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Review- Control: a clever and insightful thought-provoker

By Paul Kiely


By Keziah Warner

Directed by Patrick Howard

A New Theatre Production

New Theatre

542 King Street, Newtown

Season: 5 - 30 July 2022. Bookings:

Duration: 100 minutes (No interval)

Who knows what the future holds? One thing seems certain though and that is that Artificial Intelligence (AI) will play a controlling role in our lives.

This issue is the fundamental theme in a play by Keziah Warner called Control, currently presented by New Theatre at Newtown. If it weren’t for Keziah’s humorous style of writing, the subject matter she covers would be quite dark and serious.

The story is told over a fifty-year period. The starting point is in the not-so-distant future. A reality TV show has gone galactic and is streamed from a rocket ship headed to Mars. The goal of the four ‘contestant/astronauts’ is to land on Mars, carry out their show’s challenges for one year and then return to earth. An example of a romantic challenge is to find an opportunity to say “You could be the last person I ever see” to a fellow traveller.

As they go about their daily activities on board, the automations begin to malfunction intermittently, creating uncertainty and distress amongst the contestants. The large red camera/light hears and sees their every move; it even sets a moral code, beeping loudly with every swear word uttered. The big red camera seems like an upgraded model of HAL, the mission computer in ‘2001: a Space Odyssey.’ And, just like HAL, its independent analytics begin to take greater control over its supposedly human superiors.

About twenty years later, the stage action has moved to the Melbourne Museum of Childhood. The AI concierge proudly boats: “Welcome to the Museum of Childhood. We keep your memories, so you don’t have to”. It is a seemingly wonderful place to visit, where no records can be amended or deleted (so we are led to believe).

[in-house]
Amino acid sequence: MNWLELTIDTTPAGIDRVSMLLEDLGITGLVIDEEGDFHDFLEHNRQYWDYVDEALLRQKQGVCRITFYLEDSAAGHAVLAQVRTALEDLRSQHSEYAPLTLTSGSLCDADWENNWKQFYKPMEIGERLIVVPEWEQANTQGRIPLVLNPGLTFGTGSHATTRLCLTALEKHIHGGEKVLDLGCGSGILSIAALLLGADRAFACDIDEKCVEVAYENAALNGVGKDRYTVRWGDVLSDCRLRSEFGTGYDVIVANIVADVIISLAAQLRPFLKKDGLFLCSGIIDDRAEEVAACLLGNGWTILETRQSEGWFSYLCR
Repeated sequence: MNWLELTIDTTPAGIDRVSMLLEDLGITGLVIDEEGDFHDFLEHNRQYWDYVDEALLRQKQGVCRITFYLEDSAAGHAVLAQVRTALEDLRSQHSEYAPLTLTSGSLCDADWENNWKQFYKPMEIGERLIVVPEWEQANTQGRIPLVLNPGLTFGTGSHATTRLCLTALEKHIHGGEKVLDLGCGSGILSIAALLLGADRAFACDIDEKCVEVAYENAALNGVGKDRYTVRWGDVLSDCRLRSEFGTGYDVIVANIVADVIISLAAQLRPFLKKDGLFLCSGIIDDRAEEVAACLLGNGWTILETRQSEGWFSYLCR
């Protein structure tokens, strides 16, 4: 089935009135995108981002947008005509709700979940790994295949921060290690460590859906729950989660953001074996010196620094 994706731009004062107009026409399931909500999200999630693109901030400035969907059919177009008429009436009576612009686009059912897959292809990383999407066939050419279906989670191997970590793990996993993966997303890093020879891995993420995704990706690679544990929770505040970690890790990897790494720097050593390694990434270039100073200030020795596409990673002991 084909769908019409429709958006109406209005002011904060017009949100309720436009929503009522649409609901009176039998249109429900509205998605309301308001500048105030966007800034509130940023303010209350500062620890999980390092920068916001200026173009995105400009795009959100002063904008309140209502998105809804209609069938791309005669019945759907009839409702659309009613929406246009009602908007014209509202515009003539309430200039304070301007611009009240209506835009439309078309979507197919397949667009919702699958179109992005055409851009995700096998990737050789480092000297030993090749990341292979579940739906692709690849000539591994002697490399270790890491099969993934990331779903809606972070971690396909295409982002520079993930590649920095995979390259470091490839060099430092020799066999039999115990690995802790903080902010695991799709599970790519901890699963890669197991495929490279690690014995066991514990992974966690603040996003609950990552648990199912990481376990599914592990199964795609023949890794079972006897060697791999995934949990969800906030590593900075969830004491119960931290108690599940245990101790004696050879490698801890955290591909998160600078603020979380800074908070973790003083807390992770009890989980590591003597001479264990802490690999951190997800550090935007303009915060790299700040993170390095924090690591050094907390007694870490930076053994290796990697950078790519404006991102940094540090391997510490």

The final location depicted in Control is on ‘New Earth’, or Mars as we used to call it. Residents can enjoy human-looking robotic AI machines to carry out all those menial tasks we no longer want to do, such as teaching our children. They can even empathise and be our friend; simply by adjusting their emotional balance settings to the required level. But the question is begged: Who is controlling who?

Control is a clever and insightful thought-provoker. Keziah Warner has beautifully grafted scientific speculation with the social behaviour of humanity. The picture she paints is not pretty. In fact, the more we seem to progress with AI, the more anxious and distrustful humanity becomes.

With Patrick Howard directing, the cast and creatives have produced a powerful show. There is a bias of youth in the characters; a bad omen for us over-40’s who, in Keziah Warner’s future world will presumably be relegated to old-earth duties. Animated and enjoyable performances from Emily Suine, Luke Visentin, Kaitlyn Thor, Riley McNamara, Olivia Xegas and Caitlin Williams.

An integral contributor to the success of Control is the excellent lighting, sound and stage effects. Set design was suitably futuristic and well-thought out.

For a somewhat different theatrical experience, Control is one to see. As Keziah Warner writes “it’s a sci-fi for people who don’t normally watch sci-fi”. Or, for my generation, ‘a Clayton’s sci-fi’.


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